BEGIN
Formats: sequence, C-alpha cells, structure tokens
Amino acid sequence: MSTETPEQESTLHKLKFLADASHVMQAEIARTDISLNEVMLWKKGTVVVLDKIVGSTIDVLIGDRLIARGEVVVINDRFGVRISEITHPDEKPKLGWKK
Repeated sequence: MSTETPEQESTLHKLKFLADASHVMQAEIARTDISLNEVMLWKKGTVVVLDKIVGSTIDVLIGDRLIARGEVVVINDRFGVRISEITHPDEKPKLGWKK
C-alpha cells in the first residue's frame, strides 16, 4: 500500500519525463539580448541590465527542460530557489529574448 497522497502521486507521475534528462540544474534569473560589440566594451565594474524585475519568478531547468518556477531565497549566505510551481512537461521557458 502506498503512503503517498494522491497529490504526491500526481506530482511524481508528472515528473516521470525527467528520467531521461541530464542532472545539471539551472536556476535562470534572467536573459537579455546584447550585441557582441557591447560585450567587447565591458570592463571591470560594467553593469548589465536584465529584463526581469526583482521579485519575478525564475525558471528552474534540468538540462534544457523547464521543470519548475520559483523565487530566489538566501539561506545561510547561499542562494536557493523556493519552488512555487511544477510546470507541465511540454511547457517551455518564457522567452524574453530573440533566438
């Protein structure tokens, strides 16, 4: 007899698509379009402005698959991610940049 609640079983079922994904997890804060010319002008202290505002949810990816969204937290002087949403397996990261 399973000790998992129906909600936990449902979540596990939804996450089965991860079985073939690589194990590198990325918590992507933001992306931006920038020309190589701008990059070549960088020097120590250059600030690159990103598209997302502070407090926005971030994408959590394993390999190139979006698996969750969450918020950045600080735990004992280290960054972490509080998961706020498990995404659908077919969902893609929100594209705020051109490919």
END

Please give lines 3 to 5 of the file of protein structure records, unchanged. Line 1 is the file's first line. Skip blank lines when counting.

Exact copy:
Repeated sequence: MSTETPEQESTLHKLKFLADASHVMQAEIARTDISLNEVMLWKKGTVVVLDKIVGSTIDVLIGDRLIARGEVVVINDRFGVRISEITHPDEKPKLGWKK
C-alpha cells in the first residue's frame, strides 16, 4: 500500500519525463539580448541590465527542460530557489529574448 497522497502521486507521475534528462540544474534569473560589440566594451565594474524585475519568478531547468518556477531565497549566505510551481512537461521557458 502506498503512503503517498494522491497529490504526491500526481506530482511524481508528472515528473516521470525527467528520467531521461541530464542532472545539471539551472536556476535562470534572467536573459537579455546584447550585441557582441557591447560585450567587447565591458570592463571591470560594467553593469548589465536584465529584463526581469526583482521579485519575478525564475525558471528552474534540468538540462534544457523547464521543470519548475520559483523565487530566489538566501539561506545561510547561499542562494536557493523556493519552488512555487511544477510546470507541465511540454511547457517551455518564457522567452524574453530573440533566438
């Protein structure tokens, strides 16, 4: 007899698509379009402005698959991610940049 609640079983079922994904997890804060010319002008202290505002949810990816969204937290002087949403397996990261 399973000790998992129906909600936990449902979540596990939804996450089965991860079985073939690589194990590198990325918590992507933001992306931006920038020309190589701008990059070549960088020097120590250059600030690159990103598209997302502070407090926005971030994408959590394993390999190139979006698996969750969450918020950045600080735990004992280290960054972490509080998961706020498990995404659908077919969902893609929100594209705020051109490919």